2001 Mallett Hammer Z06 Corvette
    2009 white 1.5 millionth Corvette
    2009 ZR1 "Blue Devil" on loan from General Motors
    

    Emergency personnel allowed museum staff to remove only one car in the Sky Dome, the only surviving 1983 Corvette, he said. It had not fallen in the hole.

    http://www.usatoday.com/story/news/nation/2014/02/12/corvette-museum-sinkhole/5417171/

  • Mr_ShiftrightMr_Shiftright CaliforniaPosts: 45,050

    And the engineers who approved this building were where exactly?

    Anyway, I'm sure these cars can be fixed up good as new.

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  • robr2robr2 BostonPosts: 7,854

    @MrShift@Edmunds said: And the engineers who approved this building were where exactly?

    Anyway, I'm sure these cars can be fixed up good as new.

    It's a 20 year old building so I'm guessing dead or working on another project.

    According to the article, the geology of central Kentucky is know for sinkholes and new cave formation.

  • roadburnerroadburner Posts: 6,574
    edited February 14

    @MrShift@Edmunds said: And the engineers who approved this building were where exactly?

    Anyway, I'm sure these cars can be fixed up good as new.

    I hope that they aren't the same engineers who signed off on the Museum's new road course; our BMW Club is conducting a DE there in October...

    2009 328i / 2004 X3 2.5/ 1995 318ti Club Sport/ 1975 2002A/ 2007 Mazdaspeed 3/ 1999 Wrangler/ 1996 Speed Triple Challenge Cup Replica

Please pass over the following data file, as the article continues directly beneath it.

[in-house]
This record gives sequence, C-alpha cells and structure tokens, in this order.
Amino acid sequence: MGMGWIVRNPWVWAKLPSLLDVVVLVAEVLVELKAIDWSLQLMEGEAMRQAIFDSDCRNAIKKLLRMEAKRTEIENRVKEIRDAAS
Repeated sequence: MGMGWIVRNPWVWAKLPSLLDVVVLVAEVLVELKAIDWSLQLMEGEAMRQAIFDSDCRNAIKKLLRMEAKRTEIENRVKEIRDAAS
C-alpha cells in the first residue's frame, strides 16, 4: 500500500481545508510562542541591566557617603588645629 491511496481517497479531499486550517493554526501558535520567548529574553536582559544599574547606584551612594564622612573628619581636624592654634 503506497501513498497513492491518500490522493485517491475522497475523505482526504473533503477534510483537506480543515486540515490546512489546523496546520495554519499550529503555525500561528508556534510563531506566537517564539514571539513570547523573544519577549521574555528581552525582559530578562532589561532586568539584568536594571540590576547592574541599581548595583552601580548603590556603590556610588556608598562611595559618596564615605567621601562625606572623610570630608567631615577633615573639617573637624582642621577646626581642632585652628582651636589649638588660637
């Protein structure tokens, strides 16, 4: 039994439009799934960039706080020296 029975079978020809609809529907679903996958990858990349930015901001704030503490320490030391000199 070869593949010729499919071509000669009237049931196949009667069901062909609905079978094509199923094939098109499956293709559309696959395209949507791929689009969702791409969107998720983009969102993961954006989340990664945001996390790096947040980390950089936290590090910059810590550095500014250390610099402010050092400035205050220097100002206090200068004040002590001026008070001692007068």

• roadburnerroadburner Posts: 6,574

    I've always been fond of the General's 1973 attempts to build European style sport sedans. Car and Driver recently singled out Pontiac's Grand Am as a bargain collector car- I even like the patriotic pinstriping:

    Road and Track likes the Hurst/Olds Cutlass of the same vintage:

    A LOT of fun for just $18,000!

    2009 328i / 2004 X3 2.5/ 1995 318ti Club Sport/ 1975 2002A/ 2007 Mazdaspeed 3/ 1999 Wrangler/ 1996 Speed Triple Challenge Cup Replica

  • Mr_ShiftrightMr_Shiftright CaliforniaPosts: 45,050

    If memory serves me, what the domestics did to make a car "euro" was stiffen it up, and this worked (somewhat) on flat level roads and turns--but pushing these cars quickly fried the brakes and exhausted the suspension, and on irregular roads you started to pogo-stick all over the place. I don't think domestic cars got even remotely "euro" in handling until the 1990s.

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  • uplanderguyuplanderguy Kent, OHPosts: 7,494

    And like them or not, the Monte Carlo and Cutlass Salon came with radials standard and thick sway bars for good handling, particularly in that time. Both came out in '73 with the handling features.

  • Mr_ShiftrightMr_Shiftright CaliforniaPosts: 45,050

    Well "good" relative to what came before, point taken, but as this video shows, the thing wallows like a whale and nose dives likes a submarine. And yeah, it has the handling package.

    http://testdrivejunkie.com/1973-oldsmobile-cutlass-test-drive/

    But you know, American drivers interpreted the word "handling" differently than they do today I think. They heard "handling" but they thought "nice smooth ride". I think GM was giving buyers what they wanted at that time, not what European drivers wanted. It would take more Americans driving Mercedes and BMW sedans for another decade before they figured out what "handling" really meant.

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  • roadburnerroadburner Posts: 6,574
    edited February 14